After the processing steps described above, there is a single sorted table file for every dimension and fact table of the data warehouse's relational database 315. These table files are loaded directly into the corresponding tables of the database. Little or no further processing is required before accessing the data. An appropriate user interface to provide for convenient access by users.
The described system allows very efficient and reliable collection of data from a very large number of servers, while requiring very little processing hardware. Although the system has been described as collecting web usage data, the same techniques can be used for collecting data relating to other environments, such as in conjunction with membership and registration services, search engines, advertising, finance, e-commerce, etc., and to gather other types of data such as performance data.
Although details of specific implementations and embodiments are described above, such details are intended to satisfy statutory disclosure obligations rather than to limit the scope of the following claims. Thus, the invention as defined by the claims is not limited to the specific features described above. Rather, the invention is claimed in any of its forms or modifications that fall within the proper scope of the appended claims, appropriately interpreted in accordance with the doctrine of equivalents.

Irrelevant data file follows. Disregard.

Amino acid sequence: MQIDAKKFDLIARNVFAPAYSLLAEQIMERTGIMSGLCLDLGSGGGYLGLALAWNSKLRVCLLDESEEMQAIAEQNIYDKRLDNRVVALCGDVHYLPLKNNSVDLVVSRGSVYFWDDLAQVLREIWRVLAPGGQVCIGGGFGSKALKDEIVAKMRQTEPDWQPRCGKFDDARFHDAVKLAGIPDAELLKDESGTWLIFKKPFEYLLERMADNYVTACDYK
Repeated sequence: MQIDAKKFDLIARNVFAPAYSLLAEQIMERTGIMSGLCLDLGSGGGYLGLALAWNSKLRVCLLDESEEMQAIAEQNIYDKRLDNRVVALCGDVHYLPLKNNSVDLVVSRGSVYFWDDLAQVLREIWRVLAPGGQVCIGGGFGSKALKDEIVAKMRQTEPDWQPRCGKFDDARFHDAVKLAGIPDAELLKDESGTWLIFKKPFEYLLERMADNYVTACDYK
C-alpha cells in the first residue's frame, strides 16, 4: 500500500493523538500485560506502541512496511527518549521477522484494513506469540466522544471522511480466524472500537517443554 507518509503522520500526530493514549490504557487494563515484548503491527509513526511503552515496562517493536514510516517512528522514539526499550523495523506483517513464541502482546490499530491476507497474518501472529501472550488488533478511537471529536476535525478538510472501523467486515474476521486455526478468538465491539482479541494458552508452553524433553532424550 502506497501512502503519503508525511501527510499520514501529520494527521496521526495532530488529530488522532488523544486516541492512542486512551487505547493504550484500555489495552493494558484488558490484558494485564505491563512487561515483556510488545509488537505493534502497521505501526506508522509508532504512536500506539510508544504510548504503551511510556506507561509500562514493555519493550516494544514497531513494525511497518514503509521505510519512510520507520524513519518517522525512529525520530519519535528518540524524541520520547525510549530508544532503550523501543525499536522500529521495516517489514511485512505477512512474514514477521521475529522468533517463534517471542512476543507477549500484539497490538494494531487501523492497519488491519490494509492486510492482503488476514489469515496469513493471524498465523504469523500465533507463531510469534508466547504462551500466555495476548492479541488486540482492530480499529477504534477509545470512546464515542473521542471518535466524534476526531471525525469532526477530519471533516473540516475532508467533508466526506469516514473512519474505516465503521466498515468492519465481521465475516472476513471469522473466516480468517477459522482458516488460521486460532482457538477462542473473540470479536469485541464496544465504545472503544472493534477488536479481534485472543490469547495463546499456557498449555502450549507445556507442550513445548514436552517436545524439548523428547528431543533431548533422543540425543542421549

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|U.S. Classification||1/1, 707/E17.005, 707/999.1, 707/999.202|
|International Classification||G06F7/00, G06F17/30|
|Cooperative Classification||Y10S707/99953, Y10S707/99942, Y10S707/99943, G06F17/30569, G06F17/30563|
|European Classification||G06F17/30S5E, G06F17/30S5V|
|Sep 25, 2000||AS||Assignment|
Owner name: MICROSOFT CORPORATION, WASHINGTON
Free format text: ASSIGNMENT OF ASSIGNORS INTEREST;ASSIGNORS:NAJM, TAREK;MANNE, RAMESH;DANI, SAVITHRI N.;AND OTHERS;REEL/FRAME:011139/0752;SIGNING DATES FROM 20000809 TO 20000822
|Jul 6, 2004||CC||Certificate of correction|
|Sep 17, 2007||FPAY||Fee payment|
Year of fee payment: 4
|Sep 14, 2011||FPAY||Fee payment|
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|Dec 9, 2014||AS||Assignment|
Owner name: MICROSOFT TECHNOLOGY LICENSING, LLC, WASHINGTON